The frequency of contact between critters and humans can create situations where wildlife lose their innate fear of human beings. Frequently called "imprinting," the occurrence is well-documents.
Increased interaction between deer and humans can result in behavior that is detrimental to both humans and the deer. The habituation of some of the deer at Berry College has led to a major research study led by professor George Gallagher.
Berry has a population of white-tailed deer that is highly habituated to the presence of humans. Students, staff and visitors alike are often able to observe the deer very closely for extended periods of time. One area of the campus contains residential housing for faculty and staff. In that area there have been increasing reports, as well as video evidence, of white-tailed deer acting out in an aggressive manner, particularly toward dogs being walked on leashes.
Gallagher and his research team set out to document that behavior and tag the offending deer in a manner akin to a game of paintball. Deer that displayed the undesirable behavior would then receive a negative reinforcement stimulus in the form of impact of a needleless marking dart delivered by a tranquilizer gun. The paint would aid in identification of offending animals. The "tagging" would create only a momentary stinging sensation with no injury to the animal.
Gallagher said the research project was approved by both the Georgia Department of Natural Resources and the Institutional Animal Care and Use Committee of Berry College.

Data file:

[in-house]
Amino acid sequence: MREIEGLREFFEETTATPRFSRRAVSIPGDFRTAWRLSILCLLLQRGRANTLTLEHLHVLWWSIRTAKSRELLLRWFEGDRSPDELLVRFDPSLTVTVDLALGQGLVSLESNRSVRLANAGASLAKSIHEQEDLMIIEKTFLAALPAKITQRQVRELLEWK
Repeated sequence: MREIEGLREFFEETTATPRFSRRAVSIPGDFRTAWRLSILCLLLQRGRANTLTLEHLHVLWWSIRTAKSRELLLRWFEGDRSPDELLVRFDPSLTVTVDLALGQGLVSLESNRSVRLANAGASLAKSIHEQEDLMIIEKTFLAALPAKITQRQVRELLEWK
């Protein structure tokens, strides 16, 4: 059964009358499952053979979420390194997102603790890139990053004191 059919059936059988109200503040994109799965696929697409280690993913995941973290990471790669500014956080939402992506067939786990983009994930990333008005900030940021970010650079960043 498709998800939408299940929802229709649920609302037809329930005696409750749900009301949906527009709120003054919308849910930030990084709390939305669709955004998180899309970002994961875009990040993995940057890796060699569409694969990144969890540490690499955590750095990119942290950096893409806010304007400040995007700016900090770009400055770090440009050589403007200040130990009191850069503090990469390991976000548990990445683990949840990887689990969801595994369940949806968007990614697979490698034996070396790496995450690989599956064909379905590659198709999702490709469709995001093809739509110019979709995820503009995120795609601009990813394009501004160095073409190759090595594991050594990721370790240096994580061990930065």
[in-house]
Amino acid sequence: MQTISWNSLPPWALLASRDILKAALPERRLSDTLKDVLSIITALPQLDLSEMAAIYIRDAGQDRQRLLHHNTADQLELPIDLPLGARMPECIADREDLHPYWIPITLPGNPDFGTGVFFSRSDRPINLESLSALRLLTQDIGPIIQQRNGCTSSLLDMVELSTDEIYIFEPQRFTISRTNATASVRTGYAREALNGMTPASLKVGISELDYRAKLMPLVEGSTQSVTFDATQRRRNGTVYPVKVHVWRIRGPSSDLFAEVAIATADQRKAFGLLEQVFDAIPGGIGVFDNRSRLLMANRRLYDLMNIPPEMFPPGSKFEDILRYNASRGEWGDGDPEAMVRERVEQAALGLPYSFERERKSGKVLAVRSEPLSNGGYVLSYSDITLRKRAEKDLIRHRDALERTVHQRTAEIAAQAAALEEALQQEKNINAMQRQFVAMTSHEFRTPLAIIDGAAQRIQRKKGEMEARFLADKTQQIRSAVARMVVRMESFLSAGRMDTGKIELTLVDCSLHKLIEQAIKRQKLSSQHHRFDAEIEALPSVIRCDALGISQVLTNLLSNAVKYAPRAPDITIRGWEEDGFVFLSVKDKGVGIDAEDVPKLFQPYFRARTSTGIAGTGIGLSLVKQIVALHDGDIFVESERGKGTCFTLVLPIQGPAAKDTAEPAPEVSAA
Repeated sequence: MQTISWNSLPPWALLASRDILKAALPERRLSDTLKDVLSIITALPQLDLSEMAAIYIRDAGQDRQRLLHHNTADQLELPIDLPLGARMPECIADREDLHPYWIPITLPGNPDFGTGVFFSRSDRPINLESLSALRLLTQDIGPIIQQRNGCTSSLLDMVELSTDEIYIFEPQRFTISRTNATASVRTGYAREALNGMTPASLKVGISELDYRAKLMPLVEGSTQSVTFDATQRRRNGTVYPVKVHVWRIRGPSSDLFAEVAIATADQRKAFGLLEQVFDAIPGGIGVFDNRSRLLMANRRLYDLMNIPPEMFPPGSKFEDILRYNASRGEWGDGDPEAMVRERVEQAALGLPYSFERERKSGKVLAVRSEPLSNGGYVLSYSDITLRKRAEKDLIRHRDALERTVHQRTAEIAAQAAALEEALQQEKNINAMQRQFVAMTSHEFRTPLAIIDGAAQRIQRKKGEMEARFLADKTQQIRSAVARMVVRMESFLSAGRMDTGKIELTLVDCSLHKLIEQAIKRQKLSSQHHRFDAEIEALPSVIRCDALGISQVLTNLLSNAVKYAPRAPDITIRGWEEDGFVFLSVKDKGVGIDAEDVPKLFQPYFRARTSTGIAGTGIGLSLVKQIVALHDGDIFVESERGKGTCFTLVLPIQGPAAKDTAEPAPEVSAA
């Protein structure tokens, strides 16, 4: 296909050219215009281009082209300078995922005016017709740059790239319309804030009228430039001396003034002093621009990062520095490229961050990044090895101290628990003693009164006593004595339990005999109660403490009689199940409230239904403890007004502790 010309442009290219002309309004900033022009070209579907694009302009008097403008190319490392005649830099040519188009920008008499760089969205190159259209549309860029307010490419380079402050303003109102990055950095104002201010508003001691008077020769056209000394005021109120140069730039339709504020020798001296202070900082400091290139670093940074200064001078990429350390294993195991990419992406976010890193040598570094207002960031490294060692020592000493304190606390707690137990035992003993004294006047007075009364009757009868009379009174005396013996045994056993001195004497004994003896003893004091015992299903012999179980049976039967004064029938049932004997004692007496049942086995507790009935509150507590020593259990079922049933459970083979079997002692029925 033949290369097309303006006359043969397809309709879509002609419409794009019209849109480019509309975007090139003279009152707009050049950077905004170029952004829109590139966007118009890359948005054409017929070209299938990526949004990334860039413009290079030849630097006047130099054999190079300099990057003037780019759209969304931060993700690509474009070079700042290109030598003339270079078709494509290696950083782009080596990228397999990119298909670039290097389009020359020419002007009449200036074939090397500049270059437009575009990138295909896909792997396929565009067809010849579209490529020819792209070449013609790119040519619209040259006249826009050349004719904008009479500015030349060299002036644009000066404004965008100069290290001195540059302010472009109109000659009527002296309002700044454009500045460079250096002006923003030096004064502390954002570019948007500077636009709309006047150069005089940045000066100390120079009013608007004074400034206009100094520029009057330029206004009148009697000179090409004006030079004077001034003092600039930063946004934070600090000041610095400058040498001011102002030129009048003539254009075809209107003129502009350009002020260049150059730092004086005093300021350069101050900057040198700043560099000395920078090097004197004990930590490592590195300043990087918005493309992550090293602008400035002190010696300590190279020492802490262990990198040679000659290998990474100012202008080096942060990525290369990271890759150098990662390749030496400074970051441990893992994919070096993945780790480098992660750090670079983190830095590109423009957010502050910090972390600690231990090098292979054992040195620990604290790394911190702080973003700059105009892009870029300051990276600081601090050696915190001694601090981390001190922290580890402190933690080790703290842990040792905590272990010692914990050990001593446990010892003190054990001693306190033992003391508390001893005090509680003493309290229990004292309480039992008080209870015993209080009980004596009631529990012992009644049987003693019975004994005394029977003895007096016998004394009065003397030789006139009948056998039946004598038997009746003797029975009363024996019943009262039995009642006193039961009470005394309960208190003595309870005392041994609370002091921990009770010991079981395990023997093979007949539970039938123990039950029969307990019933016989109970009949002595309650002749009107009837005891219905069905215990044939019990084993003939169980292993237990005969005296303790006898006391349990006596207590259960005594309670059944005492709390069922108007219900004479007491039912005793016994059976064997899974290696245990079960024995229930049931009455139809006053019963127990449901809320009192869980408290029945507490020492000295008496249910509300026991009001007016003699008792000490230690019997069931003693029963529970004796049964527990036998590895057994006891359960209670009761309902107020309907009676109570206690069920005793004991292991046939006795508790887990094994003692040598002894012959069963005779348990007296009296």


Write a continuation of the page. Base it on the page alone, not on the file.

The study recorded deer following people walking a dog, occasionally circling the individual, then stopping directly in the path of the walking individual. In other cases, the deer simply stood their ground until the person changed their direction of travel. Some deer would stomp their front hooves in what is typically considered to be a warning.
After the behavior of the deer was documented, the research team took back to the areas where the aggressive deer were noted, armed with a dart gun, no negative behaviors were displayed. It was almost as it the deer knew what was going to happen and backed off.
Gallagher said one doe in particular is considered a primary instigator.
"We call her 'Grumpy,'" Gallagher said. The behavior has only been demonstrated by females. However, there is no indication that the behavior was associated with protecting fawns or a particular area.
"If encountering a deer following you or attempting to stop in front of you, particularly when walking a dog, the best option is to go a different direction and do not engage the animal," Gallagher said.